Rictor Norton, "The Gay Love Letters of Alexander Hamilton: February 1, 1998

Revolutionary Love, The Gay Love Letters of Alexander Hamilton, Excerpts from My Dear Boy: Gay Love Letters through the Centuries (1998), edited by Rictor Norton.

Alexander Hamilton (1757–1804) was a pamphleteer in support of Colonial freedom, and fought in the American Revolutionary Army under George Washington and Lafayette. He served in the Continental Congress 1782–83, then began a law practice in New York. After the war he helped to found the Federalist Party (writing many noted essays in The Federalist) and influenced national politics. His long-time adversary, Vice President Aaron Burr, killed him in a duel in 1804. The aristocratic Southerner John Laurens (1754–1782), also an aide to General Washington, once fought a duel to defend Washington's honour. In 1780 he was held prisoner of war by the British at the defeat of Charleston, South Carolina. On his release, he went to France to raise funds for the Revolutionary Army, which he rejoined on his return. He was killed in a minor foraging party on August 27, 1782. Hamilton wrote to Laurens while Laurens was organizing black slaves to fight the British in South Carolina in 1779, and after Laurens' capture in 1780. Laurens had married in 1776, but his letters were passionate on the subject of friendship, as when he wrote to his friend Richard Meade: "Adieu: I embrace you tenderly. . . . My friendship for you will burn with that pure flame which has kindled you your virtues." Hamilton, who had not yet married, playfully raises the subject of marriage as a substitute or displacement for his own love of Laurens, as an opportunity to explore his own feelings and to gauge the other man's response.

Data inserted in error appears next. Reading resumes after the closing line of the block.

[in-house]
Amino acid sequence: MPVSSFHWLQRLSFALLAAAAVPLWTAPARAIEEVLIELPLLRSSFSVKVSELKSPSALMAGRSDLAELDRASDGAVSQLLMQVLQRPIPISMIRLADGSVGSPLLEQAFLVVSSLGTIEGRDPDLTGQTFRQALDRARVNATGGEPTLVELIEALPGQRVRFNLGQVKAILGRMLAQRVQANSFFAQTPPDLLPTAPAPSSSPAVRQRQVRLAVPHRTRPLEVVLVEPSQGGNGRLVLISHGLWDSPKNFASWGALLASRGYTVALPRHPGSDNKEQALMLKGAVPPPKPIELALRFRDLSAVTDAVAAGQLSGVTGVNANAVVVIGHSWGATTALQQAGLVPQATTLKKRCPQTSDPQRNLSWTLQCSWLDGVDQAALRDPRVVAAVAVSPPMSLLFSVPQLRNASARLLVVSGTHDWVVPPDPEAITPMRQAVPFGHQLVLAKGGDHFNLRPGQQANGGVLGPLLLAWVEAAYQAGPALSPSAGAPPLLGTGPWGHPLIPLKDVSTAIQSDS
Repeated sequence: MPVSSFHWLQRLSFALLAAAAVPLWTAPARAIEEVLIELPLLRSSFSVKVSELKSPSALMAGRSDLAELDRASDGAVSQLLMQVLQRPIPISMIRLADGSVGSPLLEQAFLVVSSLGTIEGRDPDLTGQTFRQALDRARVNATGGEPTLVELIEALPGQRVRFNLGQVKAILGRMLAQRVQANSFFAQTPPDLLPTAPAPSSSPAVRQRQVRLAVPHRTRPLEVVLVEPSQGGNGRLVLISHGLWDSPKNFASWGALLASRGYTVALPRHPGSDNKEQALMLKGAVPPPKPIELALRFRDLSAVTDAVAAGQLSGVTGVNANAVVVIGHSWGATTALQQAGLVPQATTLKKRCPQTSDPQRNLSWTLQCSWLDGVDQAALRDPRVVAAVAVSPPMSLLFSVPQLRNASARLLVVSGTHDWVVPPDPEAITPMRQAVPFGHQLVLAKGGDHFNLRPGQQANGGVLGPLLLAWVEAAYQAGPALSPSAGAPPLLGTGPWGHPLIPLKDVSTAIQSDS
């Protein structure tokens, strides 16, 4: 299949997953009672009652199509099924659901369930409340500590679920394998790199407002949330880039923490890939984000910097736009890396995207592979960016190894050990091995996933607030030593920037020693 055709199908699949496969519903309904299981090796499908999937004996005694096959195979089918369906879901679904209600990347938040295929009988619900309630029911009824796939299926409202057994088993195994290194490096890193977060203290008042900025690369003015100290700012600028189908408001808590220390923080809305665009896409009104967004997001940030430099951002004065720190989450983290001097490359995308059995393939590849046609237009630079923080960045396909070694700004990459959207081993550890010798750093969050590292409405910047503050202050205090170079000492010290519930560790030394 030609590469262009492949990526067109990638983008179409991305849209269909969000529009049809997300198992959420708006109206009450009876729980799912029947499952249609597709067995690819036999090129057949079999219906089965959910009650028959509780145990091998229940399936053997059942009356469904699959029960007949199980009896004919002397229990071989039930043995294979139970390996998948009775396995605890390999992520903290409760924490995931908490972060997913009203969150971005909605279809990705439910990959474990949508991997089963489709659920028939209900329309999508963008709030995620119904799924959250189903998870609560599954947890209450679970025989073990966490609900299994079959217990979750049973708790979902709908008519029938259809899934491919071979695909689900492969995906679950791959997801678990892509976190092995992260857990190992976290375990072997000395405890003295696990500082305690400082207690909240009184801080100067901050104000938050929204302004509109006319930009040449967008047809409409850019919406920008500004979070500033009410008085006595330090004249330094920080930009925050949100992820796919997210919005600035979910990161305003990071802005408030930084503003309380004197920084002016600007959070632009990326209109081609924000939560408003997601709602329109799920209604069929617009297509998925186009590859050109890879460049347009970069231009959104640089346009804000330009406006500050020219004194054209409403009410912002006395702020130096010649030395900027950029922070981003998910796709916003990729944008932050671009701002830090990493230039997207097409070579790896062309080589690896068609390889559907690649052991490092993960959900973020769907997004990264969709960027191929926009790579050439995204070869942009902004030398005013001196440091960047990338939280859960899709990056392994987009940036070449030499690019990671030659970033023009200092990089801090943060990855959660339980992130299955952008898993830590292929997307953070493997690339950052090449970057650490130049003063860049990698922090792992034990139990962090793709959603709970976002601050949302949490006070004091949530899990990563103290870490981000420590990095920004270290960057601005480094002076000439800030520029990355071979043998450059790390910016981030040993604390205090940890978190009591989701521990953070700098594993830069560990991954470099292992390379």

Rictor Norton, ed. My Dear Boy: Gay Love Letters through the Centuries (Leyland Publications, first edition February 1, 1998).